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I beg your pardon: A deeper look at the president’s pardoning power


One of the interesting aspects of the Jan. 6 commission’s investigation into the Capitol violation is the number of individuals begging for last-minute pardons when President Trump was on his way out. The Oval Office must have been a boisterous, bustling center with pardons figuratively pouring in under the door, over the mirror, and through the window.

According to information released by the select committee, nine people have so far requested preventive, general pardons during the final days of the Trump administration. Among them were six incumbent House Republicans: Representatives Andy Biggs (Ariz.), Mo Brooks (Ala.), Matt Gaetz (Fla.), Louie Gohmert (Texas), Scott Perry (Pa.), and Marjorie Taylor Greene (Ga.). The other three clemency applications were reportedly sought by Trump’s chief of staff Mark Meadows and personal attorneys Rudy Giuliani and John Eastman. Some of those clients have denied ever asking for a clemency.

The great irony is that, to our knowledge, the president has granted none of those requests, although he had previously pardoned his former defense counsel Steve Bannon and former National Security Council adviser Michael Flynn for crimes that had nothing to do with it. with the imbroglio of the electoral count. How could this be when these nine Trump loyalists went to such lengths to promote “The Big Lie” and come up with all sorts of legally questionable schemes to disrupt, derail and reverse the outcome?

Rep. Adam Kinzinger (R-Ill.), a select committee member, may have indirectly suggested the answer when he stated during the June 23 hearing, “The only reason I know of asking for a pardon is because you think you’re committing a crime. ” By that same line of reasoning, if the president granted those last-minute pardons, it may have seemed like he was aware of and complicit in the commission of crimes. In other words, ignoring the clemency applicants gave him plausible denial that he knew illegal acts were being committed on his orders.

Another plausible explanation is that the president expressed disappointment that their efforts had failed. To him they were the “losers”, not him. He couldn’t care less about their fate and instead only thought about himself and his viability as a presidential candidate in 2024. He was certainly aware of the likely part of President Gerald R. Ford’s 1974 pardon of former president Richard Nixon starred in Ford’s election loss to former Georgia Gov. Jimmy Carter in 1976.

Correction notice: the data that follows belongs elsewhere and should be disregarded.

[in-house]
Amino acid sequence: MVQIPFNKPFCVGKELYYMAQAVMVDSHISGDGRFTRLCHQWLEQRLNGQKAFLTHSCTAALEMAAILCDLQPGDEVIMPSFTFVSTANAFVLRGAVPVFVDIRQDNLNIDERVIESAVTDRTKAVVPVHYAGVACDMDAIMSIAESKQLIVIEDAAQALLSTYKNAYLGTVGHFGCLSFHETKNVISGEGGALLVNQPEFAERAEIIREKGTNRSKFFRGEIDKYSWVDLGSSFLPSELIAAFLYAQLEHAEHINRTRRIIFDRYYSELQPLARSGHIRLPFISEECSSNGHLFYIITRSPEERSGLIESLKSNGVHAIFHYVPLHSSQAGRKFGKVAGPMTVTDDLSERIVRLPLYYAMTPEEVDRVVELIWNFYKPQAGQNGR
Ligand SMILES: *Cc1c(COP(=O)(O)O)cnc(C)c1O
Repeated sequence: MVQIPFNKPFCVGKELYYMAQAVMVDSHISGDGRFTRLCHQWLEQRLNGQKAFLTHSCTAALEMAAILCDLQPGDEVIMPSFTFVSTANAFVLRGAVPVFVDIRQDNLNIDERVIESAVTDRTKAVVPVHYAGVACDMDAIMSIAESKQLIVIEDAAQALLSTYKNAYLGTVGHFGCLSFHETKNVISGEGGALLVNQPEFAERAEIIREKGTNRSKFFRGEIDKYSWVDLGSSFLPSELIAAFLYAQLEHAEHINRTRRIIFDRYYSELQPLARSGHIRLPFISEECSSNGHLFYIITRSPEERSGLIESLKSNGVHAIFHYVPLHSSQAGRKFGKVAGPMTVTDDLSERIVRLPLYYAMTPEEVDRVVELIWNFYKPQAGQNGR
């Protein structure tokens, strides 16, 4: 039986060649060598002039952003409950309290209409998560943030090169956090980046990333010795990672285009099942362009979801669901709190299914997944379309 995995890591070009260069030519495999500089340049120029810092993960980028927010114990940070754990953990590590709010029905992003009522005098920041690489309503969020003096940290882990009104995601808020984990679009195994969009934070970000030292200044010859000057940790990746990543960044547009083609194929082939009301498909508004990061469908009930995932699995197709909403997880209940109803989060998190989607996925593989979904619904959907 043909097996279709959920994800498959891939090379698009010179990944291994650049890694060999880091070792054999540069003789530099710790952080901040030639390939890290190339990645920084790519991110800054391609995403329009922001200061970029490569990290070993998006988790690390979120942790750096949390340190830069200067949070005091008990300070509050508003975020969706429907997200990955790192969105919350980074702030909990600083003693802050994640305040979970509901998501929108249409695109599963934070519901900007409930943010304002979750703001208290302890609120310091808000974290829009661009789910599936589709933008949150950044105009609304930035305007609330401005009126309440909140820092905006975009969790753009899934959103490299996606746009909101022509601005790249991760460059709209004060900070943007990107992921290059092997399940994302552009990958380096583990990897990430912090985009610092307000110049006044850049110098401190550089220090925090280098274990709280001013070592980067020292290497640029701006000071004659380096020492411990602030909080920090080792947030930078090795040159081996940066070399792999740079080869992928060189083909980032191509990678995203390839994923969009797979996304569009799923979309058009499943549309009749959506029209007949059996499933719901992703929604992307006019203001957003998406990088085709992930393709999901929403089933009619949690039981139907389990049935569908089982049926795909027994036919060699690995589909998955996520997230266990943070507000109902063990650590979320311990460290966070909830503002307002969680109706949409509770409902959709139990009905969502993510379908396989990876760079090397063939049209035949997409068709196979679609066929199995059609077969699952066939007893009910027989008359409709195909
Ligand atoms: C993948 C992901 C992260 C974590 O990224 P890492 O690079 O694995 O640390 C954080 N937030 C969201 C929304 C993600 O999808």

The President’s pardon power is clearly stated in Article II, Section 2, of the Constitution: “…he shall have the power to grant reprieve and pardon for crimes committed against the United States, except in cases of impeachment.” The only substantive issue that arose during the constitutional convention debates over the clause came in the form of an amendment offered by Connecticut Representative Roger Sherman to submit a pardon to “Senate consent.” The amendment was rejected, one against eight.

In Federalist No. 74, Alexander Hamilton noted that some preferred to pardon the crime of treason subject to the “consent of one or both branches of the legislative body.” He concluded, however, that power is best left only to the president: “In seasons of insurrection or rebellion,” he wrote, “there are often critical moments when a well-timed offer of pardons to the insurgents or rebels can restore calm.” of the Commonwealth.” In such cases, “the slow process of convening the legislature” to approve the pardon could mean missing a “golden opportunity” to resolve the crisis: “The loss of a week, a day, a hours can sometimes be fatal.”

As Cassidy Hutchinson, a top aide to Mark Meadows, testified last week, White House attorney Pat Cipollone told her that after the attack, the president was seriously considering pardoning all those who violated the Capitol and assaulted the police. grant. He was talked out of it. It was not a Hamiltonian moment for Trump: the insurgency had already been crushed and calm had been restored.

President Trump was not stingy about handing out pardons during his four years in office. He spent 237 in total — still less than any other modern president. What was different was that most of those clemency requests passed the normal process go through the Department of Justice’s Office of Pardon Attorney (OPA) first. Most of Trump’s pardons were awarded to well-connected convicts convicted of fraud or corruption. They hadn’t bothered to petition the OPA first and comply with the requirements. Apparently, the nine applicants for a pardon were a day late and a dollar short of qualifying for the OPA bypass express through the Oval.

Don Wolfensberger is a Congress Scholar at the Woodrow Wilson International Center for Scholars, former staff director of the House Rules Committee, and author of “Changing Cultures in Congress: From Fair Play to Power Plays.” The opinions expressed are solely his own.